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January 1993

Parallel Profile: Andrew White

Deputy Division Leader of the Computing and Communications Division and Director of the Advanced Computing Laboratory, Los Alamos National Laboratory

When Andy White accepted a job at Los Alamos National Laboratory (LANL) in November 1979, he thought that he might work there for two or three years. Twelve years later, White is still there, having made a significant impact on the computational research activities of LANL and its Advanced Computing Laboratory (ACL).

White earned a doctorate in applied mathematics from Caltech in 1974. Within the first few years after his arrival at Los Alamos, LANL began its research efforts in parallel processing. A small group of researchers worked on prototype machines developed by Denelcor and Intel. These early machines, while invaluable from an architectural viewpoint, had software that was insufficient for realizing the capabilities of the machines.

White, then a deputy leader of the group, had a vision of expanding this research beyond its current scope. His interest was in providing an "open node," a place for people to do advanced computing in an open environment. The research effort needed expansion in terms of resources and visibility and an infrastructure was needed to support this open environment for visitors and collaborators.

Under the direction of White, the ACL was founded in 1989. The ACL resulted from a confluence of events including the introduction of LANL's Thinking Machines CM-2, the first massively parallel computer suitable for scientific problems. Other mitigating factors were an expanded national community in computational science and technological advances in related computational areas.

White explains that technological changes have profoundly influenced the direction of the ACL's research. "Very few people understand how to integrate all the pieces in advanced computing. Today's computing environment is very complex and it requires a team to put all those pieces together."The pieces include high-speed networks, high- performance data storage, data compression, and the development and efficient use of advanced architectures.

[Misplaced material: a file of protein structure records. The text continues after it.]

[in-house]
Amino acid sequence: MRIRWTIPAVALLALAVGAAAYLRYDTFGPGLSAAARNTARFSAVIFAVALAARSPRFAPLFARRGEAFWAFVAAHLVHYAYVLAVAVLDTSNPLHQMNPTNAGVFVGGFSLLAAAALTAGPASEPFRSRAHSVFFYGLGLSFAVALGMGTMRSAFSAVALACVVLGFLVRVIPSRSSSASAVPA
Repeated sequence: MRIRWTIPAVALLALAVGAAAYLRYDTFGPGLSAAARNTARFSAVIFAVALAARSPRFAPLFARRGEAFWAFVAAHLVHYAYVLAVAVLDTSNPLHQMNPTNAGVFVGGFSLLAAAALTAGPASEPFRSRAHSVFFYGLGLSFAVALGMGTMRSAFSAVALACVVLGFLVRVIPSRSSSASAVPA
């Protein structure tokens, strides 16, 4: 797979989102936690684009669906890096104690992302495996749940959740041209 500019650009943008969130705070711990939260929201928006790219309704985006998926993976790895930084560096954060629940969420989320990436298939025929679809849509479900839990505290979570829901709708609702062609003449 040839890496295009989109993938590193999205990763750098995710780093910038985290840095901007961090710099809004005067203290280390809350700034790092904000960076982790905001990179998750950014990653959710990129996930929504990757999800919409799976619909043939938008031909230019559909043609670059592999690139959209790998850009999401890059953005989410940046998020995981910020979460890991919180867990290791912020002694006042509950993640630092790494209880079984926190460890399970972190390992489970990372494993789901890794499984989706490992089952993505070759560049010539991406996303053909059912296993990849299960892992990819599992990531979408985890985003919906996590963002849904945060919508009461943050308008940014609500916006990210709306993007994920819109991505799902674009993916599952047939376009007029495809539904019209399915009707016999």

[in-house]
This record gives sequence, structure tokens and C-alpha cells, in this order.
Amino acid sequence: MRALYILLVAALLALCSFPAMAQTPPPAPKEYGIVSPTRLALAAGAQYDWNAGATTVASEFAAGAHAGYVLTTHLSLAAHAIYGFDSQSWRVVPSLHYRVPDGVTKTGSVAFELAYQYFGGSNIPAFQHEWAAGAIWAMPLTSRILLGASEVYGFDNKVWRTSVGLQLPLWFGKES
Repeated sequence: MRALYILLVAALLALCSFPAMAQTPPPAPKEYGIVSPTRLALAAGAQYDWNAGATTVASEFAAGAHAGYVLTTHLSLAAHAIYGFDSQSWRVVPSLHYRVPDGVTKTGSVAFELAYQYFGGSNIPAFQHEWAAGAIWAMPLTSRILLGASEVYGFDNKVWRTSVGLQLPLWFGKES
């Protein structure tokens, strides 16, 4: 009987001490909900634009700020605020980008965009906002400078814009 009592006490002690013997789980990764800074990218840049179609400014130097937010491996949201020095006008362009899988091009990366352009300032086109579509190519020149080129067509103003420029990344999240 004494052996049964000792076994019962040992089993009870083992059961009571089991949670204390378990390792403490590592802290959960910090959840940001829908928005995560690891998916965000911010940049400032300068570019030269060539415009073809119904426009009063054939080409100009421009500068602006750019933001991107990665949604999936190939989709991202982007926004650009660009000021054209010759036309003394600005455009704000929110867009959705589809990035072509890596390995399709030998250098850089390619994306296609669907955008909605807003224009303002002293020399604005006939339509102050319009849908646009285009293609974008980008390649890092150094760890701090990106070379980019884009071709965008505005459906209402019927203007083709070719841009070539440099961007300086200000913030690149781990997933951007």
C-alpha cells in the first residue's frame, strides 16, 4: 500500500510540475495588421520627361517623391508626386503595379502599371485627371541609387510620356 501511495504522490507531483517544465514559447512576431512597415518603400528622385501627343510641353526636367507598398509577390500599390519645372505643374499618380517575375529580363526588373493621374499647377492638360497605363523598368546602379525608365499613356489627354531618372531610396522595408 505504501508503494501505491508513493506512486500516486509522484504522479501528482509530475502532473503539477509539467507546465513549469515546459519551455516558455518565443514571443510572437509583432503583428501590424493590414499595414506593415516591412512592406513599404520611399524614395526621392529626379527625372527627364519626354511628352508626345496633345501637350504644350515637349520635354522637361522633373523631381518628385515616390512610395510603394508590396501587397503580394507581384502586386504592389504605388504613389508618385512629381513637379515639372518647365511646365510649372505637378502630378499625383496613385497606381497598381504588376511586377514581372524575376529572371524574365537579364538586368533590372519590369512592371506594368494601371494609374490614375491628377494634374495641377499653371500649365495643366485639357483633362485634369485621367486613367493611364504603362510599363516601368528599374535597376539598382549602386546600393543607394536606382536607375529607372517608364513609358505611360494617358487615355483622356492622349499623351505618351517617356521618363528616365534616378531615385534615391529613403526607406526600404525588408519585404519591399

The ACL has become an experimental laboratory environment where scientists, engineers, and mathematicians can work to advance computing in an interdisciplinary fashion. "The ACL is in business to enrich computational science at Los Alamos," said White, "and to be a bridge to other centers of excellence."

One of those connections beyond LANL includes the ACL being one of six sites for the CRPC. As a member of the executive committee and a co- director of the CRPC's Differential Equations group, Andy White is an integral part of the ACL's participation in the CRPC. As a CRPC researcher, his interests are in adaptive and moving grid techniques and schemes, accurate finite difference (and element and volume) discretizations on irregular grids, high-performance computation and networking, and theory and simulation of nonlinear diffusive phenomena including diffusion in polymer entanglement networks and flow in porous media.

In addition to being co-director of the CRPC Differential Equations group, White is also a member of the Basic Energy Sciences Advisory Committee, manager of LANL's Applied Mathematical Sciences program, and on the editorial board of Concurrent Computation: Theory and Practice.

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